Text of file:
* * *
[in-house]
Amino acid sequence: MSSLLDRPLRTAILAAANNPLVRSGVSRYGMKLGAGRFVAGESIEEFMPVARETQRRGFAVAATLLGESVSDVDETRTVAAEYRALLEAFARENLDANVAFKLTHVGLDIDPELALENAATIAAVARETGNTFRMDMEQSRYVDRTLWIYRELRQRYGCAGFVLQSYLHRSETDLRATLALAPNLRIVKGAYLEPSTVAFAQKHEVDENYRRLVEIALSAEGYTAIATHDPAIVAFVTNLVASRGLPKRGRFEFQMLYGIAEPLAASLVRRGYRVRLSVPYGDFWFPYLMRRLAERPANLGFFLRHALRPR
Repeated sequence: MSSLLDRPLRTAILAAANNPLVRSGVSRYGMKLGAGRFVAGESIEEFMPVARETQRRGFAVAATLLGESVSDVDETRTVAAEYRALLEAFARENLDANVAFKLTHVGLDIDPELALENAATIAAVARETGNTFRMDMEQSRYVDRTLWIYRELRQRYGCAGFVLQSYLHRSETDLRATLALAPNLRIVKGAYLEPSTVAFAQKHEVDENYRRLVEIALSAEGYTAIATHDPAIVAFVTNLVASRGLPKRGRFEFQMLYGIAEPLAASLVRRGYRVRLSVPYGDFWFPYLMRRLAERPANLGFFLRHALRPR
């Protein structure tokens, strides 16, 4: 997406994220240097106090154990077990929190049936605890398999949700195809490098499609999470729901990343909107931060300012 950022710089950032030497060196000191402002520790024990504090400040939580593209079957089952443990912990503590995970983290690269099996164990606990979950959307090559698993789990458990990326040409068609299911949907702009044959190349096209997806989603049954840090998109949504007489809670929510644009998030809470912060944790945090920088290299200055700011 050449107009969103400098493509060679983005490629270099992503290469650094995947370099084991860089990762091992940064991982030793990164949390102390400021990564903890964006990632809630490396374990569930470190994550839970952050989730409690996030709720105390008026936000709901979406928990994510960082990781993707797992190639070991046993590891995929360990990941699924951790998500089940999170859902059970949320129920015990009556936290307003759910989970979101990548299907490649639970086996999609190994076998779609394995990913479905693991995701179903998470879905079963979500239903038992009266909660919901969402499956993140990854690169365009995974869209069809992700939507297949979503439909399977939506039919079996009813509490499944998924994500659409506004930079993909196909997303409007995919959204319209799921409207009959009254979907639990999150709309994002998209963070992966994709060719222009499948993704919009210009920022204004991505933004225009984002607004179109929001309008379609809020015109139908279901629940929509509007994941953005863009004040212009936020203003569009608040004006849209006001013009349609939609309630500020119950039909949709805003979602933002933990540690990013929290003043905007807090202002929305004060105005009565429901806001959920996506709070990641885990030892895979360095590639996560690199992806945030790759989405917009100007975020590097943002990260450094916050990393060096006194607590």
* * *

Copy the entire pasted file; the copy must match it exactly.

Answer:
[in-house]
Amino acid sequence: MSSLLDRPLRTAILAAANNPLVRSGVSRYGMKLGAGRFVAGESIEEFMPVARETQRRGFAVAATLLGESVSDVDETRTVAAEYRALLEAFARENLDANVAFKLTHVGLDIDPELALENAATIAAVARETGNTFRMDMEQSRYVDRTLWIYRELRQRYGCAGFVLQSYLHRSETDLRATLALAPNLRIVKGAYLEPSTVAFAQKHEVDENYRRLVEIALSAEGYTAIATHDPAIVAFVTNLVASRGLPKRGRFEFQMLYGIAEPLAASLVRRGYRVRLSVPYGDFWFPYLMRRLAERPANLGFFLRHALRPR
Repeated sequence: MSSLLDRPLRTAILAAANNPLVRSGVSRYGMKLGAGRFVAGESIEEFMPVARETQRRGFAVAATLLGESVSDVDETRTVAAEYRALLEAFARENLDANVAFKLTHVGLDIDPELALENAATIAAVARETGNTFRMDMEQSRYVDRTLWIYRELRQRYGCAGFVLQSYLHRSETDLRATLALAPNLRIVKGAYLEPSTVAFAQKHEVDENYRRLVEIALSAEGYTAIATHDPAIVAFVTNLVASRGLPKRGRFEFQMLYGIAEPLAASLVRRGYRVRLSVPYGDFWFPYLMRRLAERPANLGFFLRHALRPR
């Protein structure tokens, strides 16, 4: 997406994220240097106090154990077990929190049936605890398999949700195809490098499609999470729901990343909107931060300012 950022710089950032030497060196000191402002520790024990504090400040939580593209079957089952443990912990503590995970983290690269099996164990606990979950959307090559698993789990458990990326040409068609299911949907702009044959190349096209997806989603049954840090998109949504007489809670929510644009998030809470912060944790945090920088290299200055700011 050449107009969103400098493509060679983005490629270099992503290469650094995947370099084991860089990762091992940064991982030793990164949390102390400021990564903890964006990632809630490396374990569930470190994550839970952050989730409690996030709720105390008026936000709901979406928990994510960082990781993707797992190639070991046993590891995929360990990941699924951790998500089940999170859902059970949320129920015990009556936290307003759910989970979101990548299907490649639970086996999609190994076998779609394995990913479905693991995701179903998470879905079963979500239903038992009266909660919901969402499956993140990854690169365009995974869209069809992700939507297949979503439909399977939506039919079996009813509490499944998924994500659409506004930079993909196909997303409007995919959204319209799921409207009959009254979907639990999150709309994002998209963070992966994709060719222009499948993704919009210009920022204004991505933004225009984002607004179109929001309008379609809020015109139908279901629940929509509007994941953005863009004040212009936020203003569009608040004006849209006001013009349609939609309630500020119950039909949709805003979602933002933990540690990013929290003043905007807090202002929305004060105005009565429901806001959920996506709070990641885990030892895979360095590639996560690199992806945030790759989405917009100007975020590097943002990260450094916050990393060096006194607590």